- Washington Guardian - Friday, November 2, 2012

During a prolonged economic slump that has made Americans pinch their pennies even tighter, automakers have tried to sell consumers on the growing gasoline efficiency of their newest vehicles.

It turns out Hyundai and Kia sold the benefit a little too aggressively.

An audit released this week reveals the two Korean automakers significantly overstated the gas mileage -– by one to six miles — on most of their U.S. models from the past three years.

The automakers must retrofit their windows stickers to lower the mileage estimate and could face additional penalties. And both have apologized and promised to compensate buyers for the differences in their gasoline bills for the life of their cars.

Nonetheless, Hyundai and Kia offer a cautionary tale that as automakers press to meet President Barack Obama’s new 54.5 mile-per-gallon goal in 2025 consumers should be wary of window stickers that look too rosy to be true. At the very least, they should compare their consumption to the promise.

“Consumers rely on the window sticker to help make informed choices about the cars they buy,” Gina McCarthy, assistant administrator of the EPA’s air-quality office, said Friday. “EPA’s investigation will help protect consumers and ensure a level playing field among automakers.”

For misleading as many as 900,000 owners of cars and SUVs bought in the last three years, Kia and Hyundai win this week’s Whopper of the Week, a distinction awarded by the Washington Guardian for instances in which the public has been misled.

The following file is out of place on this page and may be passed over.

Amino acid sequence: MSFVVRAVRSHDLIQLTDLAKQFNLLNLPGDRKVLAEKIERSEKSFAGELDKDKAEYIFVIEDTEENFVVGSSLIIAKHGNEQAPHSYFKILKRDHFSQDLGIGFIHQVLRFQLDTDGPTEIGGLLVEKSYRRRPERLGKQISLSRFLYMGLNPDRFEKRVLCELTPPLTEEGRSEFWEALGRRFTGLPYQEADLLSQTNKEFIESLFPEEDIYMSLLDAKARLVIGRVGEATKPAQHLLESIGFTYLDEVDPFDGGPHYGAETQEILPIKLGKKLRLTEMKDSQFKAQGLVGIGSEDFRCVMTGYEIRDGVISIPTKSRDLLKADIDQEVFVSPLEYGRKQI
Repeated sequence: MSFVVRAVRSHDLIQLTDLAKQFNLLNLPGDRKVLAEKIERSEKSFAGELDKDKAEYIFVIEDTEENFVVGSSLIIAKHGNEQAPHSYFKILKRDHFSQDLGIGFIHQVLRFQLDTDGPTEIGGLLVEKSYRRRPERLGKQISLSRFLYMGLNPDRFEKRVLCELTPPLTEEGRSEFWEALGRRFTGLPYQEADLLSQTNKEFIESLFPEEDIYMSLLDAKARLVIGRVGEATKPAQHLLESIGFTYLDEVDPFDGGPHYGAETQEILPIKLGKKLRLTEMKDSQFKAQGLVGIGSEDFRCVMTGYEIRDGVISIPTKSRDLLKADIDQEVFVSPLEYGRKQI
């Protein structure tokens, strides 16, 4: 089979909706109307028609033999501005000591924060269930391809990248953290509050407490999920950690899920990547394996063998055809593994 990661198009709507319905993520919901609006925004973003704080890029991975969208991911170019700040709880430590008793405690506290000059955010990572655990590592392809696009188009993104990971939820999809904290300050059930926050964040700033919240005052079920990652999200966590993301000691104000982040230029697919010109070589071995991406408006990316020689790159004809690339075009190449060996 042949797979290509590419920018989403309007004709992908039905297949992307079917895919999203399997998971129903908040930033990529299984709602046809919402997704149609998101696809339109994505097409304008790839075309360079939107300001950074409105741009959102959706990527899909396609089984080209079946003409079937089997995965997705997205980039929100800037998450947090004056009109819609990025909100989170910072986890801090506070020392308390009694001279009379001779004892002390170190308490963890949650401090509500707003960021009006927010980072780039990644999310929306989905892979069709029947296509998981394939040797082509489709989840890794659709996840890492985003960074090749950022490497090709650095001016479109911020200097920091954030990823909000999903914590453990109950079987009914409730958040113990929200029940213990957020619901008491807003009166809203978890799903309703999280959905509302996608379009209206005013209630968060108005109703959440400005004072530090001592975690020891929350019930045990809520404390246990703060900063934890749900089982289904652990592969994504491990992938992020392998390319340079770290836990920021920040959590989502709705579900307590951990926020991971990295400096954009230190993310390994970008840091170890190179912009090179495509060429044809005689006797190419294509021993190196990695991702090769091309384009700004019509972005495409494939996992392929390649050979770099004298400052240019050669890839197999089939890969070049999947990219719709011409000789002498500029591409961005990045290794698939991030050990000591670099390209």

The investigation is the first in which erroneous test results were uncovered in a large number of vehicles from the same manufacturer. Only two similar errors have been discovered since 2000, and those involved single models, EPA said.

The EPA said it received about a dozen complaints from consumers that the mileage of their 2012 Hyundai Elantras didn’t match the promise on the window stickers. That prompted EPA auditors to go out and check.

The audit turned up discrepancies between agency test results and data turned in by Hyundai and Kia, the EPA said. As a result, the automakers will have to knock one or two miles per gallon off the mileage posted on most of the models’ window stickers. Some models will lose three or four miles per gallon, and the Kia Soul, a funky-looking boxy small SUV, will lose six mpg from the highway mileage on its stickers.

Hyundai and Kia are owned by the same company and share factories and research, but they sell different vehicles and market them separately.

The companies said the mistakes stemmed from procedural differences between their mileage tests and those performed by the EPA.

“We’re just extremely sorry about these errors,” said John Krafcik, Hyundai’s CEO of American operations. “We’re driven to make this right.”

The changes affect 13 models from the 2011 through 2013 model years, including seven Hyundais and six Kias. Window stickers will have to be changed on some versions of Hyundai’s Elantra, Sonata Hybrid, Accent, Azera, Genesis, Tucson, Veloster and Santa Fe models, as well as the Kia Sorento, Rio, Soul, Sportage and Optima Hybrid.

The Associated Press contributed to this article.